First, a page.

Deleting files on a linux system is normally something you use the RM command for. In some cases you might want to be more selective about the delete. While RM can support wildcard deleting, it is also possible to use the find command which gives you more flexability in how you delete stuff.
Testing Your Query – Find Files That Contain *Wildcard*
Using the find command is simple. Lets say you have a script that has not been cleaning up after itself and you now have a directory that has all of its subdirectories filled with a folder called /tmpdata/ And these directories have a bunch of files in them.
find . -path "*/tmpdata/*" -type f
The command above will list all of the files inside any subdirectory. Check over this list and make sure everything looks good. If you are happy that all of the files are garbage, you will want to delete them. Run the same command again, but with -delete at the end in order to remove them.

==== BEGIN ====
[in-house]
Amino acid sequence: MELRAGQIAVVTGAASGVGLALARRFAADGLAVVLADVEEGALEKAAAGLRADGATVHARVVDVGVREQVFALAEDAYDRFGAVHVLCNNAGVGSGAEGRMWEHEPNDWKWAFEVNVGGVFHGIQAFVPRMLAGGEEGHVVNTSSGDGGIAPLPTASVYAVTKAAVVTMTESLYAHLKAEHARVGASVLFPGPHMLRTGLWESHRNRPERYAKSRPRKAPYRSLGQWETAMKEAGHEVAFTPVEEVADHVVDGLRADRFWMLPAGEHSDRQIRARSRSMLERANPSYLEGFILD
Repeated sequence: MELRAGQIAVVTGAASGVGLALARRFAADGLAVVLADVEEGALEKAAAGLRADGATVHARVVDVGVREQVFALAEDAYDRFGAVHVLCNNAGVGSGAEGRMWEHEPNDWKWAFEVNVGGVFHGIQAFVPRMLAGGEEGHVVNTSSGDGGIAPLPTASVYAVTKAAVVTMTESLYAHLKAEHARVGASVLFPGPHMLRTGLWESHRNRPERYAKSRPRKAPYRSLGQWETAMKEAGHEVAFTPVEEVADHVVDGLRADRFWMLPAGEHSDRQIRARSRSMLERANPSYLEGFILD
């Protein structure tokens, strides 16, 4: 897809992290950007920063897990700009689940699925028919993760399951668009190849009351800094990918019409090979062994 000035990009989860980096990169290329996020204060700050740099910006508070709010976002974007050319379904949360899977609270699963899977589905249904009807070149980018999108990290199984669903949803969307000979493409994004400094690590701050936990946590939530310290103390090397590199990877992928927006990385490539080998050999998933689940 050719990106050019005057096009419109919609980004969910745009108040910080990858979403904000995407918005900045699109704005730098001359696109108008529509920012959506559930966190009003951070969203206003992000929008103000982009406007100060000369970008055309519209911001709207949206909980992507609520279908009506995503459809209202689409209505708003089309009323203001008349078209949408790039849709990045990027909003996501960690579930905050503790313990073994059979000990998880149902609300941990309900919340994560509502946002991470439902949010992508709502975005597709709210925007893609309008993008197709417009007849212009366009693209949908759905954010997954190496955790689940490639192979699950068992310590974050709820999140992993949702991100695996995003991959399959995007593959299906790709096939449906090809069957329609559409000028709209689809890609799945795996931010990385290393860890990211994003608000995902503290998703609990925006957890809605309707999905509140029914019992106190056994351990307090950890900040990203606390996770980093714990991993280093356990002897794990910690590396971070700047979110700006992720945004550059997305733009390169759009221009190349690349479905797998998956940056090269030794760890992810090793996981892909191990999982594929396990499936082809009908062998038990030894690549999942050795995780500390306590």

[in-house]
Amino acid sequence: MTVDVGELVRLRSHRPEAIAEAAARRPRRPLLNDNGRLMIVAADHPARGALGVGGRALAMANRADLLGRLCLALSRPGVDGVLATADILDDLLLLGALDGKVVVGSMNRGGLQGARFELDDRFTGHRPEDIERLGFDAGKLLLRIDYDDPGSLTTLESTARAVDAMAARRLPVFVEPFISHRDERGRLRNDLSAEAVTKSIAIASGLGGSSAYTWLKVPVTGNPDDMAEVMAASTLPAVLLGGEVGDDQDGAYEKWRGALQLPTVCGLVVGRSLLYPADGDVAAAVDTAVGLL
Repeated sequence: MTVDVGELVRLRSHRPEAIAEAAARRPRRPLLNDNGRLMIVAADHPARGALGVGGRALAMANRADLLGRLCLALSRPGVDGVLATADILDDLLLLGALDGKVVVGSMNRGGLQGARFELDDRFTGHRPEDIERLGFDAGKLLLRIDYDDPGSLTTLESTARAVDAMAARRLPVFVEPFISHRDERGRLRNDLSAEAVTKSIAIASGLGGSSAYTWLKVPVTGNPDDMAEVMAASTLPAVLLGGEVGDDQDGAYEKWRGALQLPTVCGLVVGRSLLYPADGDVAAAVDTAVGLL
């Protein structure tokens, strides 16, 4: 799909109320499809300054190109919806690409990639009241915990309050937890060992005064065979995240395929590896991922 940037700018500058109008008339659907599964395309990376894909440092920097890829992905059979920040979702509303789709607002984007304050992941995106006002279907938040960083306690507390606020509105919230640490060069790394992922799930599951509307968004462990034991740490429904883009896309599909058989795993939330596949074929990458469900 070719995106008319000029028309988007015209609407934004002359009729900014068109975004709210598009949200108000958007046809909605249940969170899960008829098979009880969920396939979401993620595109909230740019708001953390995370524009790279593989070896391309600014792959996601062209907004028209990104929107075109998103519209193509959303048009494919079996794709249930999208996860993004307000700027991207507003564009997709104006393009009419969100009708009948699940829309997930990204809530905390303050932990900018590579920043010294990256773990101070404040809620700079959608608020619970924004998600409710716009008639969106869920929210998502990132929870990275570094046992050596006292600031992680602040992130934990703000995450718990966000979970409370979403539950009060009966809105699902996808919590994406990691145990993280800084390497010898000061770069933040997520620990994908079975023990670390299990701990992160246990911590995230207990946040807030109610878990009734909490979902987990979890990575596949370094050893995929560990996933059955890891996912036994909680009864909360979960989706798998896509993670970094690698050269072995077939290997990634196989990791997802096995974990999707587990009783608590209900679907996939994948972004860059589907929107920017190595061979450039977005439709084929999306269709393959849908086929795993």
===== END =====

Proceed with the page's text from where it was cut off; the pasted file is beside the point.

Deleting All Files that Contain A Wildcard String
find . -path “*/tmpdata/*” -type f -delete
Now all of the files are gone, you will need to delete the directories. You are unable to delete the directory if it contains something. There isn’t a recursive way to do this with a single find command, so you will need to run the command above first to delete files before deleting the directories.
You will need to modify this command slightly to target directories instead of files. This is done using the type argument. Changing it to D will change it to target directories. Make sure you also delete the slash as this will not exist on the end of an empty directory.
find . -path “*/tmpdata*” -type d -delete
find: cannot delete directory not empty Error
This error occurrs when you try to use the -delete command with find, but there are files inside the directory that must be removed first. If you view the commands above you will see how to delete the files first before deleting the directory itself.